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Vol. LXII, No. 22
Wednesday, May 28, 2008
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For more movie summaries, see Kam’s Kapsules.

WHEW, THAT WAS A CLOSE CALL!: Indiana Jones (Harrison Ford, left, standing), Mutt (Shia LaBeouf, center) and Marion Ravenwood (Karen Allen) are escaping from their Communist captors in a vehicle, that in spite of being damaged beyond repair by their pursurers, somehow manages to keep on going.

Indiana Jones and the Kingdom of the Crystal Skull: Harrison Ford Returns in Revival of Indiana Jones Series

Kam Williams

Like the Beatles’ melancholy refrain in the song “When I’m 64,” Harrison Ford was probably wondering whether his fans would welcome back an “older” and “losing my hair” Indiana (Indy) Jones after a 19 year hiatus. That’s exactly how old the veteran actor was when Steven Spielberg started filming the fourth installment in the adventure series.

The good news is that Harrison has aged gracefully and is up to the challenge of his physically demanding role. However, the overall production is lacking in generating an intangible that I’ll call movie magic. The problem may be because the film, which will be measured against the three earlier movies, pales in comparison to them.

The earlier films are associated with carefully choreographed death defying stunts that you remember long after you’ve left the theater. Although this movie does feature several escape and chase scenes, none, in this critic’s opinion, would be considered unforgettable.

Gone is that palpable sense of urgency which kept you glued to the edge of your seat, a failing perhaps due to the generation of special effects using computer-generated imagery. So, instead of seeing our hero either actually running for his life from a careening boulder, riding under a truck, or swaying on a ripped rope bridge over a swarm of hungry crocodiles as in the earlier films, he spends a lot of his time emoting in front of a blue screen. However, Indiana Jones still sports his trademark whip and fedora.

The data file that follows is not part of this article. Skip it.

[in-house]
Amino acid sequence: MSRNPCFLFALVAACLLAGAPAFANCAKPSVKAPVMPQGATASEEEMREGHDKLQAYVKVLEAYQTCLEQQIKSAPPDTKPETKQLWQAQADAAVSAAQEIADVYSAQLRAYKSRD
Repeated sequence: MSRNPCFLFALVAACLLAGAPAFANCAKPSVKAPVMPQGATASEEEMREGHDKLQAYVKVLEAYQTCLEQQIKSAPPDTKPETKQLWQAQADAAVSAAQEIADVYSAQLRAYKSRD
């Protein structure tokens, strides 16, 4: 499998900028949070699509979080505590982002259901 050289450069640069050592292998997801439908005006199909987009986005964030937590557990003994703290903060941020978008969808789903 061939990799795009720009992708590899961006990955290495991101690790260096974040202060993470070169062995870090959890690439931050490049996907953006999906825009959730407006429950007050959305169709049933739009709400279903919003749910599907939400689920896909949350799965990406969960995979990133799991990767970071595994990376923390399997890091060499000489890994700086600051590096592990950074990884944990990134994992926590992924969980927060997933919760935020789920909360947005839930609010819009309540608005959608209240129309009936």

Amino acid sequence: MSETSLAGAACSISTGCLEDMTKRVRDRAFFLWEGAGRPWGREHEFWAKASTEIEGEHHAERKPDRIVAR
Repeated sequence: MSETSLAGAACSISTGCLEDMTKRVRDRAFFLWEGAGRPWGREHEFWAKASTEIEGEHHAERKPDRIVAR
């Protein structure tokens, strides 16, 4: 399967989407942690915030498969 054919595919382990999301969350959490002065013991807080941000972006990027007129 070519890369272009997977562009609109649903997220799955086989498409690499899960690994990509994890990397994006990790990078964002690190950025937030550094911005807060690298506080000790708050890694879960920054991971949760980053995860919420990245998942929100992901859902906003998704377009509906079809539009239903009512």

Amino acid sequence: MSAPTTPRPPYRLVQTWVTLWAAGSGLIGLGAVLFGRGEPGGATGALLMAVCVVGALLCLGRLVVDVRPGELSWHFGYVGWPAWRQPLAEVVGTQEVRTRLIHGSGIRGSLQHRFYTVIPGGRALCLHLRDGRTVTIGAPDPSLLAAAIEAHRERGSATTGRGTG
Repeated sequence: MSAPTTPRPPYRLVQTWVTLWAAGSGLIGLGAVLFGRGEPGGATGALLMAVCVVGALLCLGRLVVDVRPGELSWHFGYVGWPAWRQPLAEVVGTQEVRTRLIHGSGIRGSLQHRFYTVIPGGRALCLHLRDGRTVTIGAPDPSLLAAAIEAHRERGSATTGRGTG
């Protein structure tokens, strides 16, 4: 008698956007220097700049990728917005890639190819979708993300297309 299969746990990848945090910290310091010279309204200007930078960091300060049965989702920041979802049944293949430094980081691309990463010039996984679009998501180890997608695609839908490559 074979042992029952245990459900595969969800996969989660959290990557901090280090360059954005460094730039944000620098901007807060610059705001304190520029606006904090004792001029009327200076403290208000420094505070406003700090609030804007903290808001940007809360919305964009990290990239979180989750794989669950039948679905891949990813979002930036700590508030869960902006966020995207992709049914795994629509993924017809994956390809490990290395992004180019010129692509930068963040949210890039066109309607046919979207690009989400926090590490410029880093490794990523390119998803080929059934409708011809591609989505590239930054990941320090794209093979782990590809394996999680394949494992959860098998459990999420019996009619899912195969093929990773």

The story is set in 1957. at the height of the cold war, and unfolds in the Nevada desert where we learn that Indy has been kidnapped by Russian spies who are led by the steely Irina Spalko (Cate Blanchett), an Eastern European villainess cut from the familiar mold of Austin Powers’ Frau Farbissina and From Russia with Love’s Rosa Klebb. Captured and tied up in the trunk of a car, Jones is driven to Area 51, a top secret U.S. Air Force base that is about to be commandeered by the Communists.

To this day, many people who subscribe to the UFO theories believe that Area 51 contains the corpse of an alien removed from a spaceship that is supposed to have crashed in Roswell, New Mexico in 1947. The KGB spies want Dr. Jones to lead them to the alien’s mummified remains because, according to legend, the body might have the mysterious crystal skull, an ancient artifact that is said to be capable of unleashing limitless powers, provided it is taken to El Dorado — a lost city whose buildings are made of solid gold.

Ingenious Indy spectacularly escapes from his captors (including surviving an atomic blast) and the race is on to find the priceless skull. Along the way, he teams up with Mutt (Shia LaBeouf) and Marion Ravenwood (Karen Allen), an old flame he last encountered when he was looking for the lost ark.

The ensuing expedition to the jungles of Peru is less edgy and dangerous than it could be because the plot telegraphs its punches and is populated with the usual suspects, such as the maniacal henchman (Igor Jijikine), the back-stabbing double-agent (Ray Winstone), the obsessed field researcher (John Hurt), and the bureaucratic academic (Jim Broadbent).

Thankfully Harrison Ford has the charisma to reinvent one of the most beloved characters in screen history. Indiana Jones, AARP edition: too spry for a rocking chair, but too ossified for much excitement.

Very Good (3 stars). Rated PG-13 for violence and frightening images. Running time: 124 minutes. Studio: Paramount Pictures.

For more movie summaries, see Kam’s Kapsules.

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